As we head into the colder months, our days are becoming shorter and darker. This may affect our mood and our energy levels – especially for those who are diagnosed with depression or a mental health condition. Hospitalization or treatment for depression or mental health conditions can increase during this time. Below are important ways to partner with your healthcare provider if you have been treated or hospitalized for depression or any other mental health condition.
Take your Medications as Prescribed
It can sometimes take up to four to six weeks to see the effects of medication prescribed for behavioral health conditions like depression. Watch how you’re feeling while you’re taking these drugs so you can tell your provider if your symptoms worsen or don’t improve, or you are experiencing side effects that you cannot tolerate. If you’re not feeling any change, you may need to try a different medication. Some people need to try a few different medications before they find the right ones. If your symptoms worsen or you think you are experiencing side effects, call your provider right away. Also, talk to your provider before you stop taking your medication. Stopping certain medications suddenly may result in discontinuation syndrome.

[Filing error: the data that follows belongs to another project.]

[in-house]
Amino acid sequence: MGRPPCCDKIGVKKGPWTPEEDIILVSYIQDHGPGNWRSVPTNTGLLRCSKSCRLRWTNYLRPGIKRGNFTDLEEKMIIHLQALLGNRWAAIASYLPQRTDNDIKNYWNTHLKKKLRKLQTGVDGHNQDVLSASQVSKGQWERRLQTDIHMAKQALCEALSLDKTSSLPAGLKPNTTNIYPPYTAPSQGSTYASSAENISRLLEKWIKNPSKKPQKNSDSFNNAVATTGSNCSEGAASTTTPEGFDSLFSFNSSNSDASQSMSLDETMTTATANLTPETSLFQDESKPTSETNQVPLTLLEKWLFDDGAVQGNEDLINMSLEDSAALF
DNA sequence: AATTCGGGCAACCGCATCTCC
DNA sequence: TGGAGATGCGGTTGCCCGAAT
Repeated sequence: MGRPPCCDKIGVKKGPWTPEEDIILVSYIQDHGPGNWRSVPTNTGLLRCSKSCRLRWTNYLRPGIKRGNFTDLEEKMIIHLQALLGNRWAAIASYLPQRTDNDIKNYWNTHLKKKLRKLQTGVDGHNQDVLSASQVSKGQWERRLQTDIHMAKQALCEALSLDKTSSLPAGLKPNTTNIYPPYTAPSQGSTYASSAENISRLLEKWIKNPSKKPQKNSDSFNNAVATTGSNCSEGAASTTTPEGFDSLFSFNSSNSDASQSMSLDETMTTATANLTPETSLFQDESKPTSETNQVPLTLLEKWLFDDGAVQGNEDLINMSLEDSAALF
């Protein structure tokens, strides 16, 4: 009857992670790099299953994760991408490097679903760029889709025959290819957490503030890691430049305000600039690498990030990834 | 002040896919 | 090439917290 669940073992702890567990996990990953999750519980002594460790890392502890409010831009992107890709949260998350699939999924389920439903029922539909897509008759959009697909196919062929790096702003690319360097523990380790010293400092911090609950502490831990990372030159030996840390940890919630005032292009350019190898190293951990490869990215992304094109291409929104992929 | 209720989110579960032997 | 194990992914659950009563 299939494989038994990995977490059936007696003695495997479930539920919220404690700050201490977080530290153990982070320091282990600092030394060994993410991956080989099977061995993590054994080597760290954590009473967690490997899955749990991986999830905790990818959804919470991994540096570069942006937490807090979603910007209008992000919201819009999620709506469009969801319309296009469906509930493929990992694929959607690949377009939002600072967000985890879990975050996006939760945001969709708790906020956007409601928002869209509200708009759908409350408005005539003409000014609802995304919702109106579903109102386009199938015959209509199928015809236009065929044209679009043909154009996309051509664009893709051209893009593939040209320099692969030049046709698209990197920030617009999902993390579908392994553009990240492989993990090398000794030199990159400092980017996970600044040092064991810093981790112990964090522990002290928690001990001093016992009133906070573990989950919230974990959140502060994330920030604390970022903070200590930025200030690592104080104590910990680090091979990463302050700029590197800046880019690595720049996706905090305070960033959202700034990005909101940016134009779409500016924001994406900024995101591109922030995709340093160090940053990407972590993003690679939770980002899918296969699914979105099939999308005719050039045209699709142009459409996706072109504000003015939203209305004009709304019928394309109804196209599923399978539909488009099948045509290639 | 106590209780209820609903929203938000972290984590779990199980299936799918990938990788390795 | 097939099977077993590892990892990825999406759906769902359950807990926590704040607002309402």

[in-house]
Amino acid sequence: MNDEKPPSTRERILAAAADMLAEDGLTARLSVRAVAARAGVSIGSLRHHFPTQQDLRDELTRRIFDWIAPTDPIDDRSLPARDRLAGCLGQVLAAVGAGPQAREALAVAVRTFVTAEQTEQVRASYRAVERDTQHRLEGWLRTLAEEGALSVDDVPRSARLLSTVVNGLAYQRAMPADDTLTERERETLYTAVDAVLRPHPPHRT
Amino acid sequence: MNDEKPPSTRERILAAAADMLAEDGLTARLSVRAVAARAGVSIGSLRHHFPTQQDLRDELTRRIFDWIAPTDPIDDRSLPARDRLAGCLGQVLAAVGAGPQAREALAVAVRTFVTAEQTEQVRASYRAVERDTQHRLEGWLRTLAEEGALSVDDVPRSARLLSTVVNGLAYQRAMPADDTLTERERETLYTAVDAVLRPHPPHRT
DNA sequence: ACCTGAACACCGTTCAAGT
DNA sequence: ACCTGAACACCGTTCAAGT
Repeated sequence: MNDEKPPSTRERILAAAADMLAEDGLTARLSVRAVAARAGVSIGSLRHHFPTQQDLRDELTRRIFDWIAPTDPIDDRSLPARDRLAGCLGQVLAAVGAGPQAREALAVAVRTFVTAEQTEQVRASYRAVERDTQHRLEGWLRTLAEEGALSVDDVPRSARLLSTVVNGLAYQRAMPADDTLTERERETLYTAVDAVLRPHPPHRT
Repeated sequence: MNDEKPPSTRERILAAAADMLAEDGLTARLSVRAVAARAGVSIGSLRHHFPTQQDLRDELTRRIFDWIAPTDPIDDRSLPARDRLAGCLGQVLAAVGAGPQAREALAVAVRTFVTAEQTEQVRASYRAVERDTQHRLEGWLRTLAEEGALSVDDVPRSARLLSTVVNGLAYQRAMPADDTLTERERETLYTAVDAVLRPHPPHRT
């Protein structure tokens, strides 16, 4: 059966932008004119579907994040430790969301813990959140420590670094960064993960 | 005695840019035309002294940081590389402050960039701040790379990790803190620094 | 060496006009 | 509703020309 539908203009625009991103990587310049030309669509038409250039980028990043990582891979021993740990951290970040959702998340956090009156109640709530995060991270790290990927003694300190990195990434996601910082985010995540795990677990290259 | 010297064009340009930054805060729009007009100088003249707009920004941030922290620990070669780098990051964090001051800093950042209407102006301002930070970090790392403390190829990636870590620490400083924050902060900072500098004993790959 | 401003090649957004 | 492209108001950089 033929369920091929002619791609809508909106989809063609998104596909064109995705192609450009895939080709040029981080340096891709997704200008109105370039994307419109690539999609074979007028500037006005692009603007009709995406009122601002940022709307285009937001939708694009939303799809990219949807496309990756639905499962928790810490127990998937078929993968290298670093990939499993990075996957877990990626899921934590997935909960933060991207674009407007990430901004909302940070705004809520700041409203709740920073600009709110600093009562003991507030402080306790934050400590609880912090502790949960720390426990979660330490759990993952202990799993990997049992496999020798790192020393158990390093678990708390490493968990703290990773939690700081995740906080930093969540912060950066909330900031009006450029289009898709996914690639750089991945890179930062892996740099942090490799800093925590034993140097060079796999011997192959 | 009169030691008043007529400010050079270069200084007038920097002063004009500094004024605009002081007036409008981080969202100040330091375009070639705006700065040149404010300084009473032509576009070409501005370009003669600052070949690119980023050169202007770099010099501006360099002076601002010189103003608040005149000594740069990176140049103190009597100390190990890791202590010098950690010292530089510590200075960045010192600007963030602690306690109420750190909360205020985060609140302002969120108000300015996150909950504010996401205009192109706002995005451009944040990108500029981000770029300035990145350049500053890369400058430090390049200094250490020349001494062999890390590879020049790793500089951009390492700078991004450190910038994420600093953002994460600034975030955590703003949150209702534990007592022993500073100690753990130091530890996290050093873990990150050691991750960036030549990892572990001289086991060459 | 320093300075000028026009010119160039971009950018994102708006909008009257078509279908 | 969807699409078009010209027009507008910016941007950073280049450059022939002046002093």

Coordination of care
Whenever you are hospitalized and/or treated for depression or a mental health condition, be sure to go to all follow-up appointments scheduled for you by your providers. Be sure to let your provider know, what medications you are taking so they can appropriately monitor effectiveness or side effects. Tell your provider about other providers you are seeing, as well as any treatment plans you may have with those providers. Sharing these details can help your providers coordinate your care so you can get the most out of your treatment.
Find a provider
If you need to find a mental healthcare provider or doctor, log in to members.bcidaho.com, select Find a Provider from the homepage and then filter your provider results by using the Browse by Category drop-down filter.
Sources: Mayo Clinic, FDA, National Institute of Mental Health
Posted: December 29, 2021